“Have your heart right with Christ, and he will visit you often, and so turn weekdays into Sundays, meals into sacraments, homes into temples, and earth into heaven.”

“Men will allow God to be everywhere but on his throne. They will allow him to be in his workshop to fashion worlds and make stars. They will allow Him to be in His almonry to dispense His alms and bestow his bounties. they will allow Him to sustain the earth and bear up the pillars thereof, or light the lamps of heaven, or rule the waves of the ever-moving ocean; but when God ascends Hes throne, His creatures then gnash their teeth. And we proclaim an enthroned God, and His right to do as He wills with His own, to dispose of His creatures as He thinks well, without consulting them in the matter; then it is that we are hissed and execrated, and then it is that men turn a deaf ear to us, for God on His throne is not the God they love. But it is God upon the throne that we love to preach. It is God upon His throne whom we trust.”

“The Lord gets His best soldiers out of the highlands of affliction.”

 “That very church which the world likes best is sure to be that which God abhors.”

 “A little faith will bring your soul to heaven; a great faith will bring heaven to your soul.”


“Friendship is one of the sweetest joys of life. Many might have failed beneath the bitterness of their trial had they not found a friend.”

“Care more for a grain of faith than a ton of excitement.”

“Your emptiness is but the preparation for your being filled, and your casting down is but the making ready for your lifting up.”

With affection,
Ruben



Monday, January 4, 2016

History of our calendar



History of  our calendar
The calendar is a systematic account of the passage of time used for the chronological organization of activities. It is a set of rules or norms that try to match the calendar year with the tropical year.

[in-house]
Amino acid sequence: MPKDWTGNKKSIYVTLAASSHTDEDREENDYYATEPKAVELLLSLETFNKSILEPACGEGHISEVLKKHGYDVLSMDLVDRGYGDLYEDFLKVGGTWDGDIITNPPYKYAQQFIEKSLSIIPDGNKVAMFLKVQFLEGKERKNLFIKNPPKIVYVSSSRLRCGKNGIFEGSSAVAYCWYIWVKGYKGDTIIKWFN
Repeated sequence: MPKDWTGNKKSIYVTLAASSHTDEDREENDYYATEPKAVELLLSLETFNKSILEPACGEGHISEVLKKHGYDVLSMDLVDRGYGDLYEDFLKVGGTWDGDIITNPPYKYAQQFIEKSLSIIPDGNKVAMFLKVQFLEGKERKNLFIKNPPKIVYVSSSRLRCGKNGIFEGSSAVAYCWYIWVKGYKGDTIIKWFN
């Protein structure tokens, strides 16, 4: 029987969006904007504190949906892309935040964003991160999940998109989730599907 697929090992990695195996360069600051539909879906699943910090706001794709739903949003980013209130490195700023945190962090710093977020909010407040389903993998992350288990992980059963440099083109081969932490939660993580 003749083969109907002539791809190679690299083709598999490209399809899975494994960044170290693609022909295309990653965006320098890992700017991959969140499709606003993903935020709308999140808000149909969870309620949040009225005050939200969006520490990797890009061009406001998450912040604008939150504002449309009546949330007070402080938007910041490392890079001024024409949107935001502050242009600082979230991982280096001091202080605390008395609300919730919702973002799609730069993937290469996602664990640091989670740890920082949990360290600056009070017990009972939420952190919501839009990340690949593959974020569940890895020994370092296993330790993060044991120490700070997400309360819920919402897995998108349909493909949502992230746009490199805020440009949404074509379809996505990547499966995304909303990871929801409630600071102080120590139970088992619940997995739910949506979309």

Formerly, many were based on lunar cycles, lasting use in the Muslim calendar, the date of various Christian religious festivals and on using the week (corresponding to the four lunar phases, approximately).
At present, most of the calendars are for reference cycle that describes the Earth around the Sun and are called solar calendars.
The sidereal calendar is based on the Earth's motion relative to other different stars to the sun.

Before today’s Gregorian calendar was adopted, the older Julian calendar was used. It was admirably close to the actual length of the year, as it turns out, but the Julian calendar was not so perfect that it didn’t slowly shift off track over the following centuries. But, hundreds of years later, monks were the only ones with any free time for scholarly pursuits – and they were discouraged from thinking about the matter of "secular time" for any reason beyond figuring out when to observe Easter. In the Middle Ages, the study of the measure of time was first viewed as prying too deeply into God’s own affairs – and later thought of as a lowly, mechanical study, unworthy of serious contemplation.